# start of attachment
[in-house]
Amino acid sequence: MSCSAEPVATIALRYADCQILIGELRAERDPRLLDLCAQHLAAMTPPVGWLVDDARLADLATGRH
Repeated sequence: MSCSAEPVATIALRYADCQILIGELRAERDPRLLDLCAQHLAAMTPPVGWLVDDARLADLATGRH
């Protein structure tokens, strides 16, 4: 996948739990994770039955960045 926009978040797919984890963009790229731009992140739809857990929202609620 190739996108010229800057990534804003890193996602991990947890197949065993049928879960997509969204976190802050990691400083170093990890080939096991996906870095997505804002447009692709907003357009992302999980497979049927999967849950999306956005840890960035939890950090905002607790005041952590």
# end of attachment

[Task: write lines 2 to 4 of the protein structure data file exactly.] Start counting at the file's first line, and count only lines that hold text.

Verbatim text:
Amino acid sequence: MSCSAEPVATIALRYADCQILIGELRAERDPRLLDLCAQHLAAMTPPVGWLVDDARLADLATGRH
Repeated sequence: MSCSAEPVATIALRYADCQILIGELRAERDPRLLDLCAQHLAAMTPPVGWLVDDARLADLATGRH
């Protein structure tokens, strides 16, 4: 996948739990994770039955960045 926009978040797919984890963009790229731009992140739809857990929202609620 190739996108010229800057990534804003890193996602991990947890197949065993049928879960997509969204976190802050990691400083170093990890080939096991996906870095997505804002447009692709907003357009992302999980497979049927999967849950999306956005840890960035939890950090905002607790005041952590």